# Prove linear independence of a set $\{\mathbf{x}-\mathbf{x_1},\ldots,\mathbf{x}-\mathbf{x_n}\}$

Let $V$ be a vector space and suppose that $\{\mathbf{x_1},\ldots,\mathbf{x_n\}}$ is a linearly independent subset of $V$. If $\mathbf{x} = \sum_{i=1}^n c_i\mathbf{x_i}$ where each $c_i \in \mathbb{R}$, prove that the set $\{\mathbf{x}-\mathbf{x_1},\ldots,\mathbf{x}-\mathbf{x_n}\}$ is linearly independent if and only if $\sum_{i=1}^n c_i \neq 1$

So I write a linear combination of the set as $a_1(x-x_1)+\dots +a_n(x-x_n)$ and I know that if this is zero than the $a_i$s must be equal to zero. Then I replace all $x$s from the definition and however I try to manipulate the expression I get to nowhere.

• Do you know how to prove a set is linearly independent? What happens when you try to use the usual methods on this problem? – Gerry Myerson Jan 22 '15 at 4:30
• Yes, I've used the definition directly, but I cannot get a relationship between the $c_i$s – Simeon Jan 22 '15 at 4:31
• Why don't you write out what happens when you try to do the problem, and we'll see what the difficulty is. – Gerry Myerson Jan 22 '15 at 4:33
• Ok, so I write a linear combination of the set as $a_1(x-x_1)+\dots +a_n(x-x_n)$ and I know that if this is zero than the $a_i$s must be equal to zero. Then I replace all $x$s from the definition and however I try to manipulate the expression I get to nowhere. – Simeon Jan 22 '15 at 4:38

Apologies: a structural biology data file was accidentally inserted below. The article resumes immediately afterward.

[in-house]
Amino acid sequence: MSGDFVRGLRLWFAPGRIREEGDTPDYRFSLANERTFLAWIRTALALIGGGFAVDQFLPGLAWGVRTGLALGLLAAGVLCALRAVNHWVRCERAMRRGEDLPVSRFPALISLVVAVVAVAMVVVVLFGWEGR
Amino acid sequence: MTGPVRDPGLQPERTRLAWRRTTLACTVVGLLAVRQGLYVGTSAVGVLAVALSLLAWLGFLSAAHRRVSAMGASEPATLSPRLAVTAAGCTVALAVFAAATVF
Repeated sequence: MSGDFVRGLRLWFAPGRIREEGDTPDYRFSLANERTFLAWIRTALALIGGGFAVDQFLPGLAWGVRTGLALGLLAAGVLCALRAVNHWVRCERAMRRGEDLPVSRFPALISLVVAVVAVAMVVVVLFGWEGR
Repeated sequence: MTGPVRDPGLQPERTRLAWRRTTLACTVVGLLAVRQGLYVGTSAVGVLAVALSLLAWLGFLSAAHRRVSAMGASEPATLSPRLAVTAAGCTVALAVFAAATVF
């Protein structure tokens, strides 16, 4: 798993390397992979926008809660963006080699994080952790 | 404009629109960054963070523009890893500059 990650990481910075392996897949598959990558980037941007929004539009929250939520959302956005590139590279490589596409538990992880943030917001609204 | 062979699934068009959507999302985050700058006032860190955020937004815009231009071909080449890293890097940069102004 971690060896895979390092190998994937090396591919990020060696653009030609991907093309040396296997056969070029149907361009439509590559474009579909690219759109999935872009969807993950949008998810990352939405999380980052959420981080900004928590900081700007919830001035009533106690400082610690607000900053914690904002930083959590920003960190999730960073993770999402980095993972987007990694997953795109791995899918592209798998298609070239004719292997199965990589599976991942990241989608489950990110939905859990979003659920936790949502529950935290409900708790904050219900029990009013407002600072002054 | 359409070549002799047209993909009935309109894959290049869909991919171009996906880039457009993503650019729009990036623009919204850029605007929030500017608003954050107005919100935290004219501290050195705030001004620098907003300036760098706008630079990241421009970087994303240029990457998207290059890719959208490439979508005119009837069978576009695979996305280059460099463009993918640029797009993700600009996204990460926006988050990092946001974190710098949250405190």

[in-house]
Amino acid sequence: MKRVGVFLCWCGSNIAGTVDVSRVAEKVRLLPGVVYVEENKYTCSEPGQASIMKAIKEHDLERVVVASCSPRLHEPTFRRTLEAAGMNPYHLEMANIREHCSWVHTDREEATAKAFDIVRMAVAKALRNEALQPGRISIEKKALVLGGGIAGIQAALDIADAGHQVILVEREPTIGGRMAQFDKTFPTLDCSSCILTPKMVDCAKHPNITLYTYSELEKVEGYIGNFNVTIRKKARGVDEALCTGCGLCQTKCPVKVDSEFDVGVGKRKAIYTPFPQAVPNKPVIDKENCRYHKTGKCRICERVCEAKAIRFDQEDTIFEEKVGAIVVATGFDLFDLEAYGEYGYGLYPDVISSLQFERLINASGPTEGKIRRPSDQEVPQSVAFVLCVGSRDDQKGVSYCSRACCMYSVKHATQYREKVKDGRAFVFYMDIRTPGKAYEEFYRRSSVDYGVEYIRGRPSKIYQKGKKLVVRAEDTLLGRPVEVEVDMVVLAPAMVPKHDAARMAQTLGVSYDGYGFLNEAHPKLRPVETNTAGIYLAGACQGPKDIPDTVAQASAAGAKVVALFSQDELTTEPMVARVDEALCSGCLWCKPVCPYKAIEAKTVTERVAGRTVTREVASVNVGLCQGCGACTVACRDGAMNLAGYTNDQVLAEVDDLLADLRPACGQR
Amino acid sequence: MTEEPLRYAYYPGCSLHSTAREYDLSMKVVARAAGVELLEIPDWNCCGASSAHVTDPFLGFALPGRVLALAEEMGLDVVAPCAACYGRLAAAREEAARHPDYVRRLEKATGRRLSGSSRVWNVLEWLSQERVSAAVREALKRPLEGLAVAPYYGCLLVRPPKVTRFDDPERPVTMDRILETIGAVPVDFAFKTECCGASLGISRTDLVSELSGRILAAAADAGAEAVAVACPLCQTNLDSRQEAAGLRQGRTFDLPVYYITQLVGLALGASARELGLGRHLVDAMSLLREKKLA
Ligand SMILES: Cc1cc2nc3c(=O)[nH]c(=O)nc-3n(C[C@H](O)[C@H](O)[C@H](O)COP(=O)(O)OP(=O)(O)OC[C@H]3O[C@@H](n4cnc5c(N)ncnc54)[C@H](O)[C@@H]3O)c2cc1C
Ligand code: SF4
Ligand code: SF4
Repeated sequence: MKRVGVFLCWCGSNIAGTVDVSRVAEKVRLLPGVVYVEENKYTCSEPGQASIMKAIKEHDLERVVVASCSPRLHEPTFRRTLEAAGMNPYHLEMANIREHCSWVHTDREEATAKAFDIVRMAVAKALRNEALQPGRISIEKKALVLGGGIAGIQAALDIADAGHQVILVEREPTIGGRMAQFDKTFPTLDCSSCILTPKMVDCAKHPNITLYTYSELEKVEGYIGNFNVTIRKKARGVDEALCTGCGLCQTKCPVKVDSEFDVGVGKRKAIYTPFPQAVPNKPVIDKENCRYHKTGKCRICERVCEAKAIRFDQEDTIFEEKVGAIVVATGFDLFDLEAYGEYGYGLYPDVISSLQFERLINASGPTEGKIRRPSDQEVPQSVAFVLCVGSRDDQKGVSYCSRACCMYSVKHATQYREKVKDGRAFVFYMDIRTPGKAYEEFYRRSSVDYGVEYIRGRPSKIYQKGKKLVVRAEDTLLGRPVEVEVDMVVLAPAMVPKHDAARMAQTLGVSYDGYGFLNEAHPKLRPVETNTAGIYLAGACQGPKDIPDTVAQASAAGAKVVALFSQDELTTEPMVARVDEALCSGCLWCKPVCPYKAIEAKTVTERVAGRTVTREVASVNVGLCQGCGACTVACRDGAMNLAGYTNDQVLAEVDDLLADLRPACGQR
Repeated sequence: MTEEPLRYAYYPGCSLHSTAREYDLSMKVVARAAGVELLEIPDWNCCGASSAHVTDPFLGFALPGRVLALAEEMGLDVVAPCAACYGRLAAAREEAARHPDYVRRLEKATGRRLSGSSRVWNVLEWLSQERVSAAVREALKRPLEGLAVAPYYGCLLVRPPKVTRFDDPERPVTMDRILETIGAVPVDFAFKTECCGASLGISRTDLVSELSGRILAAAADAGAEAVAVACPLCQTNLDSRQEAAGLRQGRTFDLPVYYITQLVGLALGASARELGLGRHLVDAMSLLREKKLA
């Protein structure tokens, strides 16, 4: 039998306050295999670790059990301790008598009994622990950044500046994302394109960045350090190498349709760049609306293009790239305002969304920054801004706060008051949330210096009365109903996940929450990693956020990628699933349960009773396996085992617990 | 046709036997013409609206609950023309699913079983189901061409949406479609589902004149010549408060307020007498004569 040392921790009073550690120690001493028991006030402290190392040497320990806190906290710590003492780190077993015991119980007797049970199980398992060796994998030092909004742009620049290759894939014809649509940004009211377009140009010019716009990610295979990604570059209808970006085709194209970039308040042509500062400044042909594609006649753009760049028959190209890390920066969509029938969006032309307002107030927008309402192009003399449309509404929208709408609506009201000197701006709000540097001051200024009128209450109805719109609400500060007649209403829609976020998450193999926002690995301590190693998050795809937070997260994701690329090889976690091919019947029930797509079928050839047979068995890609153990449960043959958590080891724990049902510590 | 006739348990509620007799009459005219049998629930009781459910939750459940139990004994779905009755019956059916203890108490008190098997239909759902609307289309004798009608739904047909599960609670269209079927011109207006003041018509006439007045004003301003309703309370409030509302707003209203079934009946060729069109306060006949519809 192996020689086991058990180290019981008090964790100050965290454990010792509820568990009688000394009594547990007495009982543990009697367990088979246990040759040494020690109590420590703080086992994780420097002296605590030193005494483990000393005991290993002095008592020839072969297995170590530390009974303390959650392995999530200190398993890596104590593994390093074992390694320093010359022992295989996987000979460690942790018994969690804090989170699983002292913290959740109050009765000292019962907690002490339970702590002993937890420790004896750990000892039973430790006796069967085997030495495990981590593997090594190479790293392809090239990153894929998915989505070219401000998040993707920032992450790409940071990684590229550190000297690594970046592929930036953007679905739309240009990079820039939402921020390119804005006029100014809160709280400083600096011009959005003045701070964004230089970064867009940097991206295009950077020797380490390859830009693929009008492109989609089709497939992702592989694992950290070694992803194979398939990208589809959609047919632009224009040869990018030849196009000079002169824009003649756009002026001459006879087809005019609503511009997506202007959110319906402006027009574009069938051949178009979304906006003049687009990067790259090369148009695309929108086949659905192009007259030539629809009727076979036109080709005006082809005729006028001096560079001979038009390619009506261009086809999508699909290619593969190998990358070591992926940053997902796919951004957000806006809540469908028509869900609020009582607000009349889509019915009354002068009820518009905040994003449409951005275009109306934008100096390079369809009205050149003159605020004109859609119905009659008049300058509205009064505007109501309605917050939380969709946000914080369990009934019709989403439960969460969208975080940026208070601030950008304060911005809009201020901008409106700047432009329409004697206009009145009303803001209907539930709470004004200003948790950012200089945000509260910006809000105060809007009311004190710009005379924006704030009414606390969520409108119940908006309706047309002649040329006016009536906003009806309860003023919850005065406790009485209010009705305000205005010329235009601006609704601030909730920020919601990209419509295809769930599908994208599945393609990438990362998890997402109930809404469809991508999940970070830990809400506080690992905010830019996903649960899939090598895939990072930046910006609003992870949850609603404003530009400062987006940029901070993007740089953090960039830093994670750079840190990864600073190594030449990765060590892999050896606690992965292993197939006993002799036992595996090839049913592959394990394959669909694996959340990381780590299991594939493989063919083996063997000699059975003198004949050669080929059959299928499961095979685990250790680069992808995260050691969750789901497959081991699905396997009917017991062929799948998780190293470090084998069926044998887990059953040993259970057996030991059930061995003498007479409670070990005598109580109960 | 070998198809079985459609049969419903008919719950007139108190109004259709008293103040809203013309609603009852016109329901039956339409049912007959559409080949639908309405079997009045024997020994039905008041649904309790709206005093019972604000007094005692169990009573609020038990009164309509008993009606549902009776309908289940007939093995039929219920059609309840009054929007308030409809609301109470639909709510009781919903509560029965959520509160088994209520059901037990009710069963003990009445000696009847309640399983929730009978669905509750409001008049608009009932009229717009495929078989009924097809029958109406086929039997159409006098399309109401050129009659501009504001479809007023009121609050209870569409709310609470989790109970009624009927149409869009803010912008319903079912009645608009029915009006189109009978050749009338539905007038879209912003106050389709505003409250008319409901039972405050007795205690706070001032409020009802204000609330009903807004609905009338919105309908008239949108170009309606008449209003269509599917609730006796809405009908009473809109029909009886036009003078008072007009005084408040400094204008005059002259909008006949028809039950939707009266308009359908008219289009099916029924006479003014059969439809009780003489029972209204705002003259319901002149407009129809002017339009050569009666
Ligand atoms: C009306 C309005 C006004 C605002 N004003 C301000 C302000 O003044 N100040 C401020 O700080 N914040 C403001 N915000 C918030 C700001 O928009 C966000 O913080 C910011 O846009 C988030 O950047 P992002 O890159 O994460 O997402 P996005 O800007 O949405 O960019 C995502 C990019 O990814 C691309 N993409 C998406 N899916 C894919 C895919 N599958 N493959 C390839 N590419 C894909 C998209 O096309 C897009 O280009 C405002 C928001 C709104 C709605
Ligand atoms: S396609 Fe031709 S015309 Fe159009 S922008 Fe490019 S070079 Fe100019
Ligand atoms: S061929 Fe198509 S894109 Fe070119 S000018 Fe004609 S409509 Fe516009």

Suppose $\sum_{i = 1}^n c_i \neq 1$. Let $$a_1(\mathbf{x - x_1}) + \cdots + a_n(\mathbf{x - x_n}) = \mathbf{0}$$ by a linear dependence relation for $\{\mathbf{x - x_1},\ldots,\mathbf{x - x_n}\}$. It is equivalent to the equation

$$A\mathbf{x} = \sum_{i = 1}^n a_i\mathbf{x_i},$$

where $A = \sum_{i = 1}^n a_i$. Since $\mathbf{x} = \sum_{i = 1}^n c_i\mathbf{x_i}$, the left hand side of the equation is the same as $\sum_{i = 1}^n Ac_i\mathbf{x_i}$. Thus $$\sum_{i = 1}^n Ac_i\mathbf{x_i} = \sum_{i = 1}^n a_i \mathbf{x_i},$$ which implies $Ac_i = a_i$ for all $i$ (by linear independence of $\{\mathbf{x_1},\ldots, \mathbf{x_n}\}$). Thus $\sum_{i = 1}^n Ac_i = \sum_{i = 1}^n a_i$, i.e., $A\sum_{i = 1}^n c_i = A$. Since $\sum_{i = 1}^n c_i \neq 1$, we must have $A = 0$. Therefore, $a_i = Ac_i = 0c_i = 0$ for all $i$. This shows that $\{\mathbf{x - x_1},\ldots, \mathbf{x - x_n}\}$ is linearly independent.

Now suppose $\sum_{i = 1}^n c_i = 1$. Then $$\sum_{i = 1}^n c_i(\mathbf{x - x_i}) = \left(\sum_{i = 1}^n c_i\right) \mathbf{x} - \sum_{i = 1}^n c_i\mathbf{x_i} = \mathbf{x} - \sum_{i = 1}^n c_i \mathbf{x_i} = \mathbf{0},$$

showing that the set $\{\mathbf{x - x_1},\ldots, \mathbf{x - x_n}\}$ is linearly dependent.

$\def\v#1{{\bf#1}}$ If $\sum c_i=1$ then $\{\v x-\v x_1,\ldots,\v x-\v x_n\}$ is dependent because $$\sum_{i=1}^n c_i(\v x-\v x_i) =\Bigl(\sum_{i=1}^nc_i\Bigr)\v x-\Bigl(\sum_{i=1}^n c_i\v x_i\Bigr) =\v x-\v x=\v 0\ ,$$ and the coefficients $c_i$ are obviously not all zero because their sum is $1$.

Suppose on the other hand that $\sum c_i\ne1$ and that $\sum\alpha_i(\v x-\v x_i)=\v 0$. If we substitute $\v x$ in terms of $\v x_i$ and find the coefficient of $\v x_1$ we get $$\alpha_1c_1+\cdots+\alpha_nc_1-\alpha_1\ ,$$ and since the vectors $\v x_i$ are independent this must be zero. Do the same for the other $\v x_i$ and add the resulting equations to get $$(\alpha_1+\cdots+\alpha_n)(c_1+\cdots+c_n-1)=0\ .$$ Since $c_1+\cdots+c_n\ne1$ we have $\alpha_1+\cdots+\alpha_n=0$. Then $$\sum\alpha_i(\v x-\v x_i)=\v 0$$ becomes $$\sum\alpha_i\v x_i=\v 0\ ,$$ and since the $\v x_i$ are independent, the scalars must be zero. This completes the proof.

• I'm very sorry, there was a typo in my question. – Simeon Jan 22 '15 at 4:49